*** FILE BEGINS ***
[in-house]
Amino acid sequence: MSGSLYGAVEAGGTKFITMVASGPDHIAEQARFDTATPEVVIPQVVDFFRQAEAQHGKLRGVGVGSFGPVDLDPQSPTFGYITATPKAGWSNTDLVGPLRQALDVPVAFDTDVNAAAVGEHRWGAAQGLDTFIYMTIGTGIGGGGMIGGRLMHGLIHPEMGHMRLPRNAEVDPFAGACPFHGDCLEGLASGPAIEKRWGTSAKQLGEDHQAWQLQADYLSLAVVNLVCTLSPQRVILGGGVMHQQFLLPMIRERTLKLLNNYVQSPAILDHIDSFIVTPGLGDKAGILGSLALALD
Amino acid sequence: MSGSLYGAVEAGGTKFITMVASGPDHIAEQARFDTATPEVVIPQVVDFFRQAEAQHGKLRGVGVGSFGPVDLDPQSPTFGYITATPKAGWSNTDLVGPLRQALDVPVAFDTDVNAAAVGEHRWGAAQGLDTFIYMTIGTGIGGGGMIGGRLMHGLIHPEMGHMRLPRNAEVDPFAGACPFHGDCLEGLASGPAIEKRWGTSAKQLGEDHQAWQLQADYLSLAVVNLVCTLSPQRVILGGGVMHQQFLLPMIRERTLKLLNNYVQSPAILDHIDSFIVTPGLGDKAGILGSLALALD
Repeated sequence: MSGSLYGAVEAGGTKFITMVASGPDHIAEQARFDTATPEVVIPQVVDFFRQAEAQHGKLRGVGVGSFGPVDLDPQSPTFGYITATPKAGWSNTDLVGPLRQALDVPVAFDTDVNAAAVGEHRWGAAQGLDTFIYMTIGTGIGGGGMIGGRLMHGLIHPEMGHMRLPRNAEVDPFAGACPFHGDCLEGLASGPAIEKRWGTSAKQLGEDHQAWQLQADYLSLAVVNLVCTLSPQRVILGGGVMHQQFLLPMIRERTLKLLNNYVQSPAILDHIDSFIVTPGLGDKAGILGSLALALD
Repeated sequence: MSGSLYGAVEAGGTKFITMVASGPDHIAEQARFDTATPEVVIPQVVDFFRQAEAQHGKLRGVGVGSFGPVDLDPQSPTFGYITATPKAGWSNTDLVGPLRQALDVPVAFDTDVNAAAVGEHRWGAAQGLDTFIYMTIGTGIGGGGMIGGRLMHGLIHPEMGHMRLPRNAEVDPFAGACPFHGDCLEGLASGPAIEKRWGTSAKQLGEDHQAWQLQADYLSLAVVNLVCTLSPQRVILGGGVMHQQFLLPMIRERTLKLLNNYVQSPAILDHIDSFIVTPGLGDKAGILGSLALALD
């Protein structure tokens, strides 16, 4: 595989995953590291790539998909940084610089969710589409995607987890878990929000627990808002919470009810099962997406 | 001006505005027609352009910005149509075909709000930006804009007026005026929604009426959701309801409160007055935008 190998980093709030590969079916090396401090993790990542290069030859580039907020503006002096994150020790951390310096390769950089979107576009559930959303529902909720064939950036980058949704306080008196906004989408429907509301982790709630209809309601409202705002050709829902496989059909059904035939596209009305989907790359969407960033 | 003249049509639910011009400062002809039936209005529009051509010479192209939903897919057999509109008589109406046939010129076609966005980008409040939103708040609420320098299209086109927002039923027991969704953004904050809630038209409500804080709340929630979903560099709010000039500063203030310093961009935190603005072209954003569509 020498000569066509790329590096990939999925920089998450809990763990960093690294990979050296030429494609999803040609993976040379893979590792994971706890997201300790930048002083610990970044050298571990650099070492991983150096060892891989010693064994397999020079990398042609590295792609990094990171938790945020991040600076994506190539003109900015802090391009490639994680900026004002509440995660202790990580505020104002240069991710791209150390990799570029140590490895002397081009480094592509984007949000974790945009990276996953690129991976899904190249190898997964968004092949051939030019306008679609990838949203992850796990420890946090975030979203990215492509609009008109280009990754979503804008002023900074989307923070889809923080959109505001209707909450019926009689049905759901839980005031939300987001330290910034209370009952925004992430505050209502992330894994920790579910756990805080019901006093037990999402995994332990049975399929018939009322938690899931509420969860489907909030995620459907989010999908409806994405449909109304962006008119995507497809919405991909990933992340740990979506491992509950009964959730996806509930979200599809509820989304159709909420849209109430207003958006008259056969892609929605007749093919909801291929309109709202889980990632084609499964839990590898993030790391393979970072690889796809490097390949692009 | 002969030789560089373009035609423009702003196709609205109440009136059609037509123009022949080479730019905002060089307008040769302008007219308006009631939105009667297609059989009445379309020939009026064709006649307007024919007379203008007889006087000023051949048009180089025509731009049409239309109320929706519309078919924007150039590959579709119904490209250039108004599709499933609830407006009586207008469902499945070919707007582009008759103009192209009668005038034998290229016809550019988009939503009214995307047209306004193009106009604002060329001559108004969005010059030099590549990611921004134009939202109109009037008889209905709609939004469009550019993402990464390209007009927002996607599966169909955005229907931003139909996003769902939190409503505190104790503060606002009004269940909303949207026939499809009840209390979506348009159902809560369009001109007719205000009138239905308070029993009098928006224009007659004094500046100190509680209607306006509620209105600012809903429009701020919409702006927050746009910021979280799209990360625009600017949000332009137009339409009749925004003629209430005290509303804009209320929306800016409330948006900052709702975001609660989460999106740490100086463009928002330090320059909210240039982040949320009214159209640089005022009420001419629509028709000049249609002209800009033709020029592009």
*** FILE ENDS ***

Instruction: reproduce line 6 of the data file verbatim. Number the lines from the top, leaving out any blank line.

């Protein structure tokens, strides 16, 4: 595989995953590291790539998909940084610089969710589409995607987890878990929000627990808002919470009810099962997406 | 001006505005027609352009910005149509075909709000930006804009007026005026929604009426959701309801409160007055935008 190998980093709030590969079916090396401090993790990542290069030859580039907020503006002096994150020790951390310096390769950089979107576009559930959303529902909720064939950036980058949704306080008196906004989408429907509301982790709630209809309601409202705002050709829902496989059909059904035939596209009305989907790359969407960033 | 003249049509639910011009400062002809039936209005529009051509010479192209939903897919057999509109008589109406046939010129076609966005980008409040939103708040609420320098299209086109927002039923027991969704953004904050809630038209409500804080709340929630979903560099709010000039500063203030310093961009935190603005072209954003569509 020498000569066509790329590096990939999925920089998450809990763990960093690294990979050296030429494609999803040609993976040379893979590792994971706890997201300790930048002083610990970044050298571990650099070492991983150096060892891989010693064994397999020079990398042609590295792609990094990171938790945020991040600076994506190539003109900015802090391009490639994680900026004002509440995660202790990580505020104002240069991710791209150390990799570029140590490895002397081009480094592509984007949000974790945009990276996953690129991976899904190249190898997964968004092949051939030019306008679609990838949203992850796990420890946090975030979203990215492509609009008109280009990754979503804008002023900074989307923070889809923080959109505001209707909450019926009689049905759901839980005031939300987001330290910034209370009952925004992430505050209502992330894994920790579910756990805080019901006093037990999402995994332990049975399929018939009322938690899931509420969860489907909030995620459907989010999908409806994405449909109304962006008119995507497809919405991909990933992340740990979506491992509950009964959730996806509930979200599809509820989304159709909420849209109430207003958006008259056969892609929605007749093919909801291929309109709202889980990632084609499964839990590898993030790391393979970072690889796809490097390949692009 | 002969030789560089373009035609423009702003196709609205109440009136059609037509123009022949080479730019905002060089307008040769302008007219308006009631939105009667297609059989009445379309020939009026064709006649307007024919007379203008007889006087000023051949048009180089025509731009049409239309109320929706519309078919924007150039590959579709119904490209250039108004599709499933609830407006009586207008469902499945070919707007582009008759103009192209009668005038034998290229016809550019988009939503009214995307047209306004193009106009604002060329001559108004969005010059030099590549990611921004134009939202109109009037008889209905709609939004469009550019993402990464390209007009927002996607599966169909955005229907931003139909996003769902939190409503505190104790503060606002009004269940909303949207026939499809009840209390979506348009159902809560369009001109007719205000009138239905308070029993009098928006224009007659004094500046100190509680209607306006509620209105600012809903429009701020919409702006927050746009910021979280799209990360625009600017949000332009137009339409009749925004003629209430005290509303804009209320929306800016409330948006900052709702975001609660989460999106740490100086463009928002330090320059909210240039982040949320009214159209640089005022009420001419629509028709000049249609002209800009033709020029592009």